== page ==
SL: I was working with a friend of mine, and we were trying to, like, make something. The idea of directing, like once I’ve gotten in a little bit, been on set and been a part of getting things done, that’s a really cool feeling. And I write a lot of poetry, I want to do something with that. And it’s so weird to think that you literally can do anything, and your mind just starts spinning. Like I wish I knew how to actually get it all together ‘cause a lot of it’s just in here and I can’t put it out, but it’s cool to kind of figure all of that out...to see it, to visualize things. Yeah, who knows.
TJ: I should ask the inevitable question -- it’s directed by a woman and it’s about a woman, and there is a lot of risky behavior in it. Did you ever feel that kind of hovering sexual threat through the whole movie? Did you realize that’s what you were creating? I mean, when you get in the truck with that guy...it’s like, everybody’s going, “just don’t do it. Don’t do this, don’t go with that guy.” You keep saying to the movie, to you, “come on, something bad’s gonna happen.”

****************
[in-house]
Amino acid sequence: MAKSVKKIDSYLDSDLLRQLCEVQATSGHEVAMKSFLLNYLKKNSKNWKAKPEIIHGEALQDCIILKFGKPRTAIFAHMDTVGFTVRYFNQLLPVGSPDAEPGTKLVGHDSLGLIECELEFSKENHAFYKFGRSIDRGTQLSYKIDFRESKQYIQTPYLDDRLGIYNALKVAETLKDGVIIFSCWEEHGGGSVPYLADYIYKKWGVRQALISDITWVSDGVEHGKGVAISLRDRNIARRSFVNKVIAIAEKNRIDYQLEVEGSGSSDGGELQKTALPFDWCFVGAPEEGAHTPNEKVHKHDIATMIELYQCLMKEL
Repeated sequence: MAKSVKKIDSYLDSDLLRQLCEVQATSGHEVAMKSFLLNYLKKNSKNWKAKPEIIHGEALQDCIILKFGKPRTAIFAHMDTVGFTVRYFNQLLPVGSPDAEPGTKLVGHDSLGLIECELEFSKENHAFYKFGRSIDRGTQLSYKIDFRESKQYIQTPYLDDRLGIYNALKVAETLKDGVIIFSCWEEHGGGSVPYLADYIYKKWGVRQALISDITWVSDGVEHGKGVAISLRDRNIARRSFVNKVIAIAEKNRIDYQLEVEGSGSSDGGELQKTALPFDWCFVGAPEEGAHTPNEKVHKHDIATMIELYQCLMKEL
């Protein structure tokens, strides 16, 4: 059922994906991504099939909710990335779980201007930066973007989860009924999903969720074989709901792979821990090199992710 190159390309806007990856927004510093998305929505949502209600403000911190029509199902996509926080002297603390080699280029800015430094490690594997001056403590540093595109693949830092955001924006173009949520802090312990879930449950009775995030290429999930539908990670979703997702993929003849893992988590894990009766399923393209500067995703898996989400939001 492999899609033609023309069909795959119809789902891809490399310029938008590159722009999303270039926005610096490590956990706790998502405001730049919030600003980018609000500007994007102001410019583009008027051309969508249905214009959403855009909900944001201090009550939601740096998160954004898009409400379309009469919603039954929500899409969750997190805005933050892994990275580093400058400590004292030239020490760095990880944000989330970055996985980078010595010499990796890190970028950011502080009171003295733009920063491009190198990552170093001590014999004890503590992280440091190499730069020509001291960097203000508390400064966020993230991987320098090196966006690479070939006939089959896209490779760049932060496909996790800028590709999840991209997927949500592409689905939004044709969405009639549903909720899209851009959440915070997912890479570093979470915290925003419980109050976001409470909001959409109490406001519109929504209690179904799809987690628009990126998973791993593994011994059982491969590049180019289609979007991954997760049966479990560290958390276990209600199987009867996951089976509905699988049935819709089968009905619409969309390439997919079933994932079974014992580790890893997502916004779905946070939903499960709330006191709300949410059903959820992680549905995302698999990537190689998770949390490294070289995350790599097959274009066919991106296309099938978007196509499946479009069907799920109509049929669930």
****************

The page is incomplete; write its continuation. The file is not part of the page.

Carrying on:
SL: Yeah, there’s no way not to feel it. Even if I would see the side of that day and know that this is how it’s gonna end, I’d still have a feeling of, like, “are you sure?” But yeah, I liked that either it doesn’t go the way you think it’ll go.
TJ: And you knew it was not gonna go to a bad place, ‘cause you had the sides. But you still commit yourself